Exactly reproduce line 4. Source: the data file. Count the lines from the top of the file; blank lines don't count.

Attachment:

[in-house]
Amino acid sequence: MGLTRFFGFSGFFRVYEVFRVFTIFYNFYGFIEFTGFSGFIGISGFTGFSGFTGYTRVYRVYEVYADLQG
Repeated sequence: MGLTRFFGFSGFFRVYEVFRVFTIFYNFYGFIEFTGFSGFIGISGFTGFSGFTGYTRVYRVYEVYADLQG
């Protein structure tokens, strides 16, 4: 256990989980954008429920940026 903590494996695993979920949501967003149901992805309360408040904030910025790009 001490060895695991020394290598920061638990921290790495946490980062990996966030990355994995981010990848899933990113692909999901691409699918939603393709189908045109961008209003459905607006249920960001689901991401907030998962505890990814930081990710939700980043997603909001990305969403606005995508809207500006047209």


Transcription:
């Protein structure tokens, strides 16, 4: 256990989980954008429920940026 903590494996695993979920949501967003149901992805309360408040904030910025790009 001490060895695991020394290598920061638990921290790495946490980062990996966030990355994995981010990848899933990113692909999901691409699918939603393709189908045109961008209003459905607006249920960001689901991401907030998962505890990814930081990710939700980043997603909001990305969403606005995508809207500006047209």